What is an ontology and why we need it. Figure 8. Hierarchy of wine regions. The "A" icons next to class names indicate that the classes are abstract and cannot have any direct instances. The same class hierarchy would be incorrect if we omitted the word “region” from the class names. We cannot say that the class Alsace is a subclass of the class France: Alsace is not a kind of France. However, Alsace region is a kind of a French region. Only classes can be arranged in a hierarchy—knowledge-representation systems do not have a notion of sub-instance. As a final note on defining a class hierarchy, the following set of rules is always helpful in deciding when an ontology definition is complete: The ontology should not contain all the possible information about the domain: you do not need to specialize (or generalize) more than you need for your application (at most one extra level each way).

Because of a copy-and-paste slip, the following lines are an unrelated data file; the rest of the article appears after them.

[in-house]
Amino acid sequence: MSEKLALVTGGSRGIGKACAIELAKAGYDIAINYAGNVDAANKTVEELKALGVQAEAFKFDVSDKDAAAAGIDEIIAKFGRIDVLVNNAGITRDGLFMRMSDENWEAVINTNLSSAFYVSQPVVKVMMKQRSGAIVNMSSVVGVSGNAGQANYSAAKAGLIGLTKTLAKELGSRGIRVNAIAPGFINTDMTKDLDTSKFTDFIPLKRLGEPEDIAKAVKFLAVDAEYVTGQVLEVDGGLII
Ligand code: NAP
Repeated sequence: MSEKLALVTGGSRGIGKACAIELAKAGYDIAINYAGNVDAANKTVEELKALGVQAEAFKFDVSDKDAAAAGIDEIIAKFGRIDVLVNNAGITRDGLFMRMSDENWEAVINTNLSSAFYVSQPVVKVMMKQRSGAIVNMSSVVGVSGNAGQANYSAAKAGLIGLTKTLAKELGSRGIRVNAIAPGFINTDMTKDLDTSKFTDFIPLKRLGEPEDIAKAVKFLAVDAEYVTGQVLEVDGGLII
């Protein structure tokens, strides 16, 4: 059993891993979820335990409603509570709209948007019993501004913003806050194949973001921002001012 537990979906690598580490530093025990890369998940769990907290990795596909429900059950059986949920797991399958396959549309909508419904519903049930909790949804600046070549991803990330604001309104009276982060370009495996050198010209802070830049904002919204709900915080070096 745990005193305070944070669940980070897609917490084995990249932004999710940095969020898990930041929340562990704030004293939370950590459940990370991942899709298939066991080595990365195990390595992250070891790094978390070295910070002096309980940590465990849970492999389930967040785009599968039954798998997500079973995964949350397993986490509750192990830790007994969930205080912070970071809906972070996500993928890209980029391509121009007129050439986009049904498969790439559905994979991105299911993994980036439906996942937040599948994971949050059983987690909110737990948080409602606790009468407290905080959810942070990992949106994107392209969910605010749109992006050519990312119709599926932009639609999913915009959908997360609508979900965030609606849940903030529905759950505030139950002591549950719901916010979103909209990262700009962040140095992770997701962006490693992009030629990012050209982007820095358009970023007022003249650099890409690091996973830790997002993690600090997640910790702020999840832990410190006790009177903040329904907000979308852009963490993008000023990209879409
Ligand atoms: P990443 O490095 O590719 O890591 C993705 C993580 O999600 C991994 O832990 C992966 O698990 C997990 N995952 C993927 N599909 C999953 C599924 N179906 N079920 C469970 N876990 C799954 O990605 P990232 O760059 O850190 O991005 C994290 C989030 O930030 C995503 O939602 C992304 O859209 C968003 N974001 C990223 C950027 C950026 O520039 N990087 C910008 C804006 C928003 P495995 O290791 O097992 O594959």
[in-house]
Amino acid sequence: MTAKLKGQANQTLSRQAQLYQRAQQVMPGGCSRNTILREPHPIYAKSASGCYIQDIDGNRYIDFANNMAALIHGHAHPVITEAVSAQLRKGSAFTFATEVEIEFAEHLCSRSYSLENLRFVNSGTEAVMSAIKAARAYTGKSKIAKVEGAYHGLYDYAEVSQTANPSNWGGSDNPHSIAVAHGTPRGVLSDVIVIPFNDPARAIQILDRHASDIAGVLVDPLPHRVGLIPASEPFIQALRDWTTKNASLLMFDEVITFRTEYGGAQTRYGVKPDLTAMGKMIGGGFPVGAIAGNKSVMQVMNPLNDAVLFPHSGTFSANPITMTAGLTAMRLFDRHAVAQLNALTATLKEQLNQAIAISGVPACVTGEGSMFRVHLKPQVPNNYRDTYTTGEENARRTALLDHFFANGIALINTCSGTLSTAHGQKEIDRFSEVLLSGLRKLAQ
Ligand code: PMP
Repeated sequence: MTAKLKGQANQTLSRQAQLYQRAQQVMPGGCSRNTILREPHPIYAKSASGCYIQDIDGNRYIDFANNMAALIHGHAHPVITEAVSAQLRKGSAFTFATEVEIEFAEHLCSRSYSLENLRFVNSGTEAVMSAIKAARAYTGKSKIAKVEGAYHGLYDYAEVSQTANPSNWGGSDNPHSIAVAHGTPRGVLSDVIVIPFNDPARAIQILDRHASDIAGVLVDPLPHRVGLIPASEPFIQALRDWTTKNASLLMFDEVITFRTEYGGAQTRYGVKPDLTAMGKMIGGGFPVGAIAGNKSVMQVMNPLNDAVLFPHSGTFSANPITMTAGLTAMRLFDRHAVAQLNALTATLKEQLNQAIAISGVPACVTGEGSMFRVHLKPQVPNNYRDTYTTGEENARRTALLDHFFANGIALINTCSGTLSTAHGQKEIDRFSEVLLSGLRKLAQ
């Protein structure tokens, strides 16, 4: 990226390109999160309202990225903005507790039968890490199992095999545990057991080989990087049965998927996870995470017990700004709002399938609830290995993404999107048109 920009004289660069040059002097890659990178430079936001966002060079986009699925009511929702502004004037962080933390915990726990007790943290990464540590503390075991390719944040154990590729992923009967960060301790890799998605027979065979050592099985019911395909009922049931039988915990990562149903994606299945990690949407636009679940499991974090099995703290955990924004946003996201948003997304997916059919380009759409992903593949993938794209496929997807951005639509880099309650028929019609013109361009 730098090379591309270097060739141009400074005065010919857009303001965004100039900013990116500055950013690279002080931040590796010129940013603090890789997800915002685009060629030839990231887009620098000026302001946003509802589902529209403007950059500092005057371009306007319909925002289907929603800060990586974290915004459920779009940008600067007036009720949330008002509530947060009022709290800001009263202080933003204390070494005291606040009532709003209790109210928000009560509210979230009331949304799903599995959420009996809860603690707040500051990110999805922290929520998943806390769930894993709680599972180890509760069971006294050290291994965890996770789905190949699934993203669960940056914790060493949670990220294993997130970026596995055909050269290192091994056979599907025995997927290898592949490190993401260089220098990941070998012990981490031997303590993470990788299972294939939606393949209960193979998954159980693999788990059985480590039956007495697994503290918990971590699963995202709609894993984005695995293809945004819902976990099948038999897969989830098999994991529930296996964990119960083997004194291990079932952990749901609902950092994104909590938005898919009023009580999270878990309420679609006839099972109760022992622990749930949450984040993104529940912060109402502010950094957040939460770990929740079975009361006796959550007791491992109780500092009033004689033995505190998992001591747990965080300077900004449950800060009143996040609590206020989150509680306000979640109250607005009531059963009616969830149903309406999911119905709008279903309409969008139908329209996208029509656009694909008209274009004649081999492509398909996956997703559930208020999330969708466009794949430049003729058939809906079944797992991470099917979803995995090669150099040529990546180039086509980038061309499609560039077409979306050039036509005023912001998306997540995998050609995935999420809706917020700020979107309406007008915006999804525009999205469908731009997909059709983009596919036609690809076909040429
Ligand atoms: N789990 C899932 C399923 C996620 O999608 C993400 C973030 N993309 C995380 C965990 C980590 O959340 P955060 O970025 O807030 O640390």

For our wine and food example, we do not need to know what paper is used for the labels or how to cook shrimp dishes. Figure 9. Tutorial 1: Introducing Graph Data. Next: Introducing RDF The semantic web can seem unfamiliar and daunting territory at first. If you're eager to understand what the semantic web is and how it works, you must first understand how it stores data. We start from the ground up by outlining the graph database - the data storage model used by the semantic web. After this tutorial, you should be able to: Describe in basic terms what the semantic web is.Experience the paradigm-shift of storing information as a graph database, rather than a hierarchical or relational database.Understand that the semantic web of data is defined using Resource Description Framework (RDF).Understand the basic principles of RDF statements and how they can define data graphs. Estimated time: 5 minutes If you come from a traditional IT background and are used to the idea of storing data either in a hierarchy (for example XML) or in a relational database (for example MySQL, MS SQL), you may not yet have come across Resource Description Framework, or RDF. 03.